USA TODAY High School Sports has a weekly column on the recruiting process. This isn’t about where just the top five-star athletes are headed but rather a guide to the process and the pitfalls for student-athletes nationwide from Playced.com. This week’s article is written by Ross Hawley, the president of the company. Playced.com is an industry leader in college recruiting. Their technology-based recruiting service identifies the right colleges for potential recruits to pursue and provides a recruiting system that is second to none for student-athletes of all talent levels and ages.
Make an introduction. Build a relationship. Come to an agreement. When you break it down, that’s how the recruiting process works.
- Regardless of who finds who, an introduction is how this all starts.
- Once a coach knows who you are, just like any relationship, it’s time to get to know each other.
- And, after some time building a relationship, well it’s time to figure out how serious this is going to be.
If college recruiting sounds a lot like dating and marriage, well, it kind of is! Whether we’re talking about an elite Division I basketball recruit, or an “under-the-radar” NAIA football recruit, makes no difference. Because when it comes to landing a roster spot at the next level, you will experience each one of these stages in that exact order.
In today’s article, I’m going to focus on good old number 1: making the introduction, by way of an email. Because for the unknown recruit, email is one of the most effective ways to get on a coach’s radar. Here are three things you need to do, if you’re wanting a coach to hit reply.
It’s important, for you to understand that college recruiting is seriously competitive. Simply sending an email makes you no different than the other 100 recruits that are doing the same thing, each day. That said, don’t waste a coach’s time by sending a 20-page explanation on why you’re so great. The reality is, they aren’t going to read it all anyway. Instead, send a brief overview of why you should be considered for their program. Ask them for their valuable feedback and what you can do to learn more about their program. Get to the point where that coach can make an easy, early assessment of you and do your best to create a conversation. Make that happen in no more than two paragraphs!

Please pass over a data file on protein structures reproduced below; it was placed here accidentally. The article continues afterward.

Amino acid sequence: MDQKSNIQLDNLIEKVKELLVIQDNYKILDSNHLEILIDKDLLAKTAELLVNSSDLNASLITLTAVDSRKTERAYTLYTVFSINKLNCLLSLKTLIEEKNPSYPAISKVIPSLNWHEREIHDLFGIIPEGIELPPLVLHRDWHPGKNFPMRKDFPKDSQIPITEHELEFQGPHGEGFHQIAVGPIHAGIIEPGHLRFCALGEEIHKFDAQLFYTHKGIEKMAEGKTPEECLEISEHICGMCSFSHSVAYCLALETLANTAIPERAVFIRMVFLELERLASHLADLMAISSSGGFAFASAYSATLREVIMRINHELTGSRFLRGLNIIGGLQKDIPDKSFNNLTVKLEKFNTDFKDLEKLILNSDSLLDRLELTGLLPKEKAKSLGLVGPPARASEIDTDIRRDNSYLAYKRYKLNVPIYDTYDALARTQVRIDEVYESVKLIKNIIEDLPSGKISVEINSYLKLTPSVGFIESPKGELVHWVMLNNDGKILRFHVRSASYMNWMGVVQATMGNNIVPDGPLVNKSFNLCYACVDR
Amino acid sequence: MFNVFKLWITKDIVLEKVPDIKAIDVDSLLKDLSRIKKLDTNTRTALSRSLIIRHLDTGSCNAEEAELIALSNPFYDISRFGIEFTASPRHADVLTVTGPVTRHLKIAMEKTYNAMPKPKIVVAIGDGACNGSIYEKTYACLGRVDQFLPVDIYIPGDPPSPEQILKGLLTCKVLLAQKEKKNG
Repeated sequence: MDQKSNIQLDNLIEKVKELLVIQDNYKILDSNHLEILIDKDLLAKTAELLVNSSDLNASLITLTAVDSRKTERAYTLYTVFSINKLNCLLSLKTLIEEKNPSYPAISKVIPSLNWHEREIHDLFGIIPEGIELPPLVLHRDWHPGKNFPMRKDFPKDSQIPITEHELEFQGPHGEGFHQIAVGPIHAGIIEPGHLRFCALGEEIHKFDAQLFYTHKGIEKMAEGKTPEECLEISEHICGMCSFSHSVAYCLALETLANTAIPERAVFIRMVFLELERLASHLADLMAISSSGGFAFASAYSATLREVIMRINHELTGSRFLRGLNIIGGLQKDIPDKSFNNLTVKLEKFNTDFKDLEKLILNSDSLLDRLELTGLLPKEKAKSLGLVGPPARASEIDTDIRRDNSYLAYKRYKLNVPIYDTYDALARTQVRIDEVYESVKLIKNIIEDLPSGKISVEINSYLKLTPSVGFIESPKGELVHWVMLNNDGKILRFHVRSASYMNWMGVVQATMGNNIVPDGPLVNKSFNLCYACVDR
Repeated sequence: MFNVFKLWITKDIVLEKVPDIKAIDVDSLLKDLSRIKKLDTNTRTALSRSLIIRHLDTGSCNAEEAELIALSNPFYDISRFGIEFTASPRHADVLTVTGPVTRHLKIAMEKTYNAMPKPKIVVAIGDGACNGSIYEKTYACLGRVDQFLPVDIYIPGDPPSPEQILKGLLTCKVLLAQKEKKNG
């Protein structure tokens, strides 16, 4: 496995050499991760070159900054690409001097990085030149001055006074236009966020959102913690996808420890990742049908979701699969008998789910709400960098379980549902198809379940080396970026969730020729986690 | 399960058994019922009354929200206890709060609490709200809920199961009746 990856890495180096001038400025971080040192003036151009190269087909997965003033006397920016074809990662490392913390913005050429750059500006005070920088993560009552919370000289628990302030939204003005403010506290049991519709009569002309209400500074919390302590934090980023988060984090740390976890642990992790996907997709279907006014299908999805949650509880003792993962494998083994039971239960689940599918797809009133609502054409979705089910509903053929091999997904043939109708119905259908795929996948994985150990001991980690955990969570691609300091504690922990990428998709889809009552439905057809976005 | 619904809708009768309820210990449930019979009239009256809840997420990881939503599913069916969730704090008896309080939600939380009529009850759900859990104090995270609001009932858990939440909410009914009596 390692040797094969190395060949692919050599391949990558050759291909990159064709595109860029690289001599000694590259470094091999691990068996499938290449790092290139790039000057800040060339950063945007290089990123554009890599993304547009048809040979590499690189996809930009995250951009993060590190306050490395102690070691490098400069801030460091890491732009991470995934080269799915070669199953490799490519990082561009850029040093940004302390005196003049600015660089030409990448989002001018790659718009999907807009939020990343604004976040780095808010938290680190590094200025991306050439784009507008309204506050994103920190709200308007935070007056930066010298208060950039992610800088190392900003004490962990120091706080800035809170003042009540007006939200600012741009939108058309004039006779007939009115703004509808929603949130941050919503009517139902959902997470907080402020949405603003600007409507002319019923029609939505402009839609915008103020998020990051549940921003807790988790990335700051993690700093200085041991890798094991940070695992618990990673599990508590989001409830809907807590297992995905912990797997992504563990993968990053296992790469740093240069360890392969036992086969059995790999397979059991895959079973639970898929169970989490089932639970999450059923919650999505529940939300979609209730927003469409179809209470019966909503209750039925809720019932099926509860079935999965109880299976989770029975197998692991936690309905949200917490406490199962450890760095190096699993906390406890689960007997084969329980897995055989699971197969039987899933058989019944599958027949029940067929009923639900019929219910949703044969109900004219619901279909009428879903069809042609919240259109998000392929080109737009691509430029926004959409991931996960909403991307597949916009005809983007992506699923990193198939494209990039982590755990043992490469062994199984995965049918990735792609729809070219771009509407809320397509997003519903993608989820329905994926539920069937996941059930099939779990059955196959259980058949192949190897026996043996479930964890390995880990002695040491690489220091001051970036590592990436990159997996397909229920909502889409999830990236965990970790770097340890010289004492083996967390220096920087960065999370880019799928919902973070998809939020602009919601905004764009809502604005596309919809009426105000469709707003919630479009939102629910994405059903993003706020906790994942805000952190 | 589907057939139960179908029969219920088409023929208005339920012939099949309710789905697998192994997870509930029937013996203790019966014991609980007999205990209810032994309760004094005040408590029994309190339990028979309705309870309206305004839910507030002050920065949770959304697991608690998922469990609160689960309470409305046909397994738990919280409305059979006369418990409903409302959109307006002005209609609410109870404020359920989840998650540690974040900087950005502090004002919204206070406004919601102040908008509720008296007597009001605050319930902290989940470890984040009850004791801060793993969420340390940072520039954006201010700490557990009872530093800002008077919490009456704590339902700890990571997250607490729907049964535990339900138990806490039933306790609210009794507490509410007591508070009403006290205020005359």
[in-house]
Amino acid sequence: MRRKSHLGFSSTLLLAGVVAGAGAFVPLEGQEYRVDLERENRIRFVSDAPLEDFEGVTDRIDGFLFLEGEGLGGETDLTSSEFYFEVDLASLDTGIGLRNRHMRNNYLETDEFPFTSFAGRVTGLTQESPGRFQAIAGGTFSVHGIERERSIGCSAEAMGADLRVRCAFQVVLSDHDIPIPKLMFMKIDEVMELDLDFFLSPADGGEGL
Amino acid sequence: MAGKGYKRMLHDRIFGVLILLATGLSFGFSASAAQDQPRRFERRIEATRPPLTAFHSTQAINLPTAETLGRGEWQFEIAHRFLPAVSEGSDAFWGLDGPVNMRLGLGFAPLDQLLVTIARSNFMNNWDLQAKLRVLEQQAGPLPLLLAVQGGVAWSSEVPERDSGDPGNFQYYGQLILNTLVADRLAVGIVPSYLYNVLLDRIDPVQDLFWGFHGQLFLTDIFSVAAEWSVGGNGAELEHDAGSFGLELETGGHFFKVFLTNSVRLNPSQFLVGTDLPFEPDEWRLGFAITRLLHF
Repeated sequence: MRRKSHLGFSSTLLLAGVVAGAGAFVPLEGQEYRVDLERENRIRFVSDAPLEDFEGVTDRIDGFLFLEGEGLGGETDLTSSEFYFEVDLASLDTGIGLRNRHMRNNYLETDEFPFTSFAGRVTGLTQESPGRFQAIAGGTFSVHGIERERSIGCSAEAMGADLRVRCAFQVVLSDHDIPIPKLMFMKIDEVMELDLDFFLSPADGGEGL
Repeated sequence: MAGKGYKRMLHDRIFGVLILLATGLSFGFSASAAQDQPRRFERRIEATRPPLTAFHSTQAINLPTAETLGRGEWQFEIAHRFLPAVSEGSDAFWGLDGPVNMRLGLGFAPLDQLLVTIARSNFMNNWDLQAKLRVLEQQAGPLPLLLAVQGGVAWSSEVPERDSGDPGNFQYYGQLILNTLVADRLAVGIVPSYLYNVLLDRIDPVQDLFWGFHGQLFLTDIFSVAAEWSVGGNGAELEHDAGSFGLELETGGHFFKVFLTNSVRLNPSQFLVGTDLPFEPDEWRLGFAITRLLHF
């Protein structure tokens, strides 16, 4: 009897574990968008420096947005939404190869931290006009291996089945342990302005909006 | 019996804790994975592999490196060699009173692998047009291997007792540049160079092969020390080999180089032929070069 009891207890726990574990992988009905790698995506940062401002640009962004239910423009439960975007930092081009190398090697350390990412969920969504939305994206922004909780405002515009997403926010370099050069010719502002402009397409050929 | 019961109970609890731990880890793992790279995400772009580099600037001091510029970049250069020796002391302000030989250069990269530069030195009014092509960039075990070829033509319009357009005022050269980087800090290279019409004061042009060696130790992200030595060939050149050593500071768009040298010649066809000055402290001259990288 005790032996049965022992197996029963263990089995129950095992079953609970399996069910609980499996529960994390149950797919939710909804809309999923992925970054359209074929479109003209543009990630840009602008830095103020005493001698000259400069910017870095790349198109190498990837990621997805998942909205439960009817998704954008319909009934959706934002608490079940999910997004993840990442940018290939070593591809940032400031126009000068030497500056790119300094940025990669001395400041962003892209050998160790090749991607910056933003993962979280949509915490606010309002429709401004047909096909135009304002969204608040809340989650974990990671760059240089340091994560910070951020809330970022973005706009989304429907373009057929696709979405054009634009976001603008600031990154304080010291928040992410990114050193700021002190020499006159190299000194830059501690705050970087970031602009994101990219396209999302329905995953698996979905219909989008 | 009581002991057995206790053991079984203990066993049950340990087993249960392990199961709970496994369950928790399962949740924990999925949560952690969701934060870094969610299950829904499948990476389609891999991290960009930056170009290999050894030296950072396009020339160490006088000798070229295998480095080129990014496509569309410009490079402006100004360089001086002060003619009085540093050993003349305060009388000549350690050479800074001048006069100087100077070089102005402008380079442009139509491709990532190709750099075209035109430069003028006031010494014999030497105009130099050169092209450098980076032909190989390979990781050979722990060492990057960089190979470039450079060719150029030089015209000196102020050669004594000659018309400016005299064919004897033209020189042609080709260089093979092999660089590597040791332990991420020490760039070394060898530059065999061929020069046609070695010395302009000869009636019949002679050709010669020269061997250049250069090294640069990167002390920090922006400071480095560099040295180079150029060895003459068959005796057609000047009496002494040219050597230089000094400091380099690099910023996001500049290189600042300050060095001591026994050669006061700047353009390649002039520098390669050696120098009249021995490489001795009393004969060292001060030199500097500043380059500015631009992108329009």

If a coach could only make an evaluation of you based on video, what would you want them to see? Send that. The reality is that most college coaches will see a recruit for the first time on video, it’s the world we live in! Whether it’s game film or a skill-specific workout, college coaches can watch a video and tell whether a kid can play or not. You don’t have to break the bank making some elaborate “Rocky” themed video, either. Remember, they aren’t going to watch the whole thing anyway. Just make sure they can clearly see your athleticism and what you have to offer. Oh, and if a coach doesn’t know who you are, and you don’t include a video link, don’t expect a reply to your email.
Voice your opinion
College recruiting is about you, the student-athlete. It’s about what you want. It’s about your education, your playing experience and the college life you ultimately want to live. That is the fundamental idea you need to build your recruiting foundation on. If you can’t make decisions about what you’re looking to accomplish, you’re leaving your future in someone else’s hands. Additionally, your indecision is a loud, ringing bell to college coaches and quite frankly, they aren’t interested in that kind of athlete. In fact, they handle impersonal emails the same way you handle your spam mail. Delete. So, dig in, figure out what you want and express it to the coaches you’re sending emails to. Communicating why you want to be a part of their program drastically increases the odds of a coach hitting reply to your email.